Raising the scale with MacKenzie Harris


Sophia Barker, Co-Editor-in-Chief

On the week of Dec. 8, MacKenzie Harris gave THS students the good news of the implementation of a 10-point grading scale for the upcoming school year. Since Harris received her position of the THS Student Representative for the Pittsylvania County School Board last fall; she has vocalized her opinion on her school’s grading system. 

Harris believed it was unfair that students attending Piedmont’s Governor’s School and the Academy of Engineering and Technology receive a 10-point grading scale while students taking some of the same exact classes at THS were graded only on a seven point grading scale. 

In Pittsylvania County the current grading scale goes as follows: 94-100 is an A, 86-93 is a B, 78-85 is a C, a 70-77 is a D, and anything 69 and below is an F. 

Harris prepared herself for the School Board meeting by doing a lot of groundwork on the topic. “I did a lot of research on the 10-point grading scale because they had mentioned putting it in a meeting beforehand. All the surrounding counties, well-known high schools, and many Virginia colleges have a 10-point grade scale, and I felt it would better prepare students at Tunstall for their future environment,” Harris said.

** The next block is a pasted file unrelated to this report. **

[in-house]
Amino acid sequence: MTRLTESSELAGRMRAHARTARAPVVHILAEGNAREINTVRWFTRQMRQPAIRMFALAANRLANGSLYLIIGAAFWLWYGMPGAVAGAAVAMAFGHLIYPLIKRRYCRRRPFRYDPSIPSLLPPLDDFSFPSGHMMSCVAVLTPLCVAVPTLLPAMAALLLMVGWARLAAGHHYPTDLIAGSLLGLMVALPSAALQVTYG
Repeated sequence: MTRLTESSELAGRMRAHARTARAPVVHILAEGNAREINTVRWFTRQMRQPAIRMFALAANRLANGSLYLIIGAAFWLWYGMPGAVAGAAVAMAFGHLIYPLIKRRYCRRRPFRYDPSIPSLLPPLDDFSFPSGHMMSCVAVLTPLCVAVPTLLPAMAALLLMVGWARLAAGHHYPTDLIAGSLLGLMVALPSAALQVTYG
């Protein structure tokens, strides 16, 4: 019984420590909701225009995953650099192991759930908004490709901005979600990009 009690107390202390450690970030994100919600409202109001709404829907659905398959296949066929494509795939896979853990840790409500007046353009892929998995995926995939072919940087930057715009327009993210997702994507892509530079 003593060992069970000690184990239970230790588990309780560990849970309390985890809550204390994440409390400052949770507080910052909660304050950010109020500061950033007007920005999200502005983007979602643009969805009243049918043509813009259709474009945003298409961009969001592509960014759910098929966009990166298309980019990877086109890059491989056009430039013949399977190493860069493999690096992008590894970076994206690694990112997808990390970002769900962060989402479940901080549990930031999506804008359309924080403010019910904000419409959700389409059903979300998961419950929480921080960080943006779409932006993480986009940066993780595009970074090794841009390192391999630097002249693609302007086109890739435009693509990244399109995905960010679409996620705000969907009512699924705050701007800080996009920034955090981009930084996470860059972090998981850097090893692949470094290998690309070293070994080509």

The Pittsylvania County School Board is also considering integrating a plus and minus grading scale next year. “The School Board contacted me about adding a plus or minus to our letter grading, but I’m against it. I feel like the new 10-point grading system is good enough. Colleges only care about the letter grade.” 

In addition to the grading scale change, Pittsylvania County will have a nine week grading session with progress reports being given out at four and a half weeks.

Harris is against this change. “I would definitely keep the six weeks grading period rather than the new nine week period. I feel like that’s too much of a long period of time, and there are issues that could correspond with that,” Harris said.

Harris did this work for future students, but will not benefit from it herself. “I am very pleased the grading scale change got accepted; however, it upsets me that I’ve wanted it all of high school and it will only be implemented after I graduate.”